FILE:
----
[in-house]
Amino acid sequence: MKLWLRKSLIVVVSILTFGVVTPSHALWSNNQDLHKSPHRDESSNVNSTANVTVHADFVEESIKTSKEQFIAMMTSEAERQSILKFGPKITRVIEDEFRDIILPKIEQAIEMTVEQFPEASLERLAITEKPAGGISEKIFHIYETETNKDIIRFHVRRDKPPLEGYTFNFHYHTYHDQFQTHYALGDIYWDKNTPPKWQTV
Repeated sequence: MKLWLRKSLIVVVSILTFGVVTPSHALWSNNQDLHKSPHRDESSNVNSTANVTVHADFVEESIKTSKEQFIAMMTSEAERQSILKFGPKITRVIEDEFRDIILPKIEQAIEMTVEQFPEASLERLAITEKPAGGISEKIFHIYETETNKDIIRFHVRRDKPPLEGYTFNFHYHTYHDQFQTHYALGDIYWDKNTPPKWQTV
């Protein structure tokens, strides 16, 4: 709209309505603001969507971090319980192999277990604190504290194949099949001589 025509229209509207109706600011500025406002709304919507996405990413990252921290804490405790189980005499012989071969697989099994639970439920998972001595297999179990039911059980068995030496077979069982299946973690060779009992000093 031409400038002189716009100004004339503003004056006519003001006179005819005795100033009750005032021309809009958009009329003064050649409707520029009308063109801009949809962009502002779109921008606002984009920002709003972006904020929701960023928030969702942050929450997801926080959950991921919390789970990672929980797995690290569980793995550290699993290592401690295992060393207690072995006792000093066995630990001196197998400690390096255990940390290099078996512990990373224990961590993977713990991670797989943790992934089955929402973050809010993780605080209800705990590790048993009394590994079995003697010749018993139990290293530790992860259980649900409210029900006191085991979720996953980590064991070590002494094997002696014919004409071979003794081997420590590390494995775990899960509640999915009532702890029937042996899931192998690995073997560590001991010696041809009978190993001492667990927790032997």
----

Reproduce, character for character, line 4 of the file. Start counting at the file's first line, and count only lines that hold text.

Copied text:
């Protein structure tokens, strides 16, 4: 709209309505603001969507971090319980192999277990604190504290194949099949001589 025509229209509207109706600011500025406002709304919507996405990413990252921290804490405790189980005499012989071969697989099994639970439920998972001595297999179990039911059980068995030496077979069982299946973690060779009992000093 031409400038002189716009100004004339503003004056006519003001006179005819005795100033009750005032021309809009958009009329003064050649409707520029009308063109801009949809962009502002779109921008606002984009920002709003972006904020929701960023928030969702942050929450997801926080959950991921919390789970990672929980797995690290569980793995550290699993290592401690295992060393207690072995006792000093066995630990001196197998400690390096255990940390290099078996512990990373224990961590993977713990991670797989943790992934089955929402973050809010993780605080209800705990590790048993009394590994079995003697010749018993139990290293530790992860259980649900409210029900006191085991979720996953980590064991070590002494094997002696014919004409071979003794081997420590590390494995775990899960509640999915009532702890029937042996899931192998690995073997560590001991010696041809009978190993001492667990927790032997």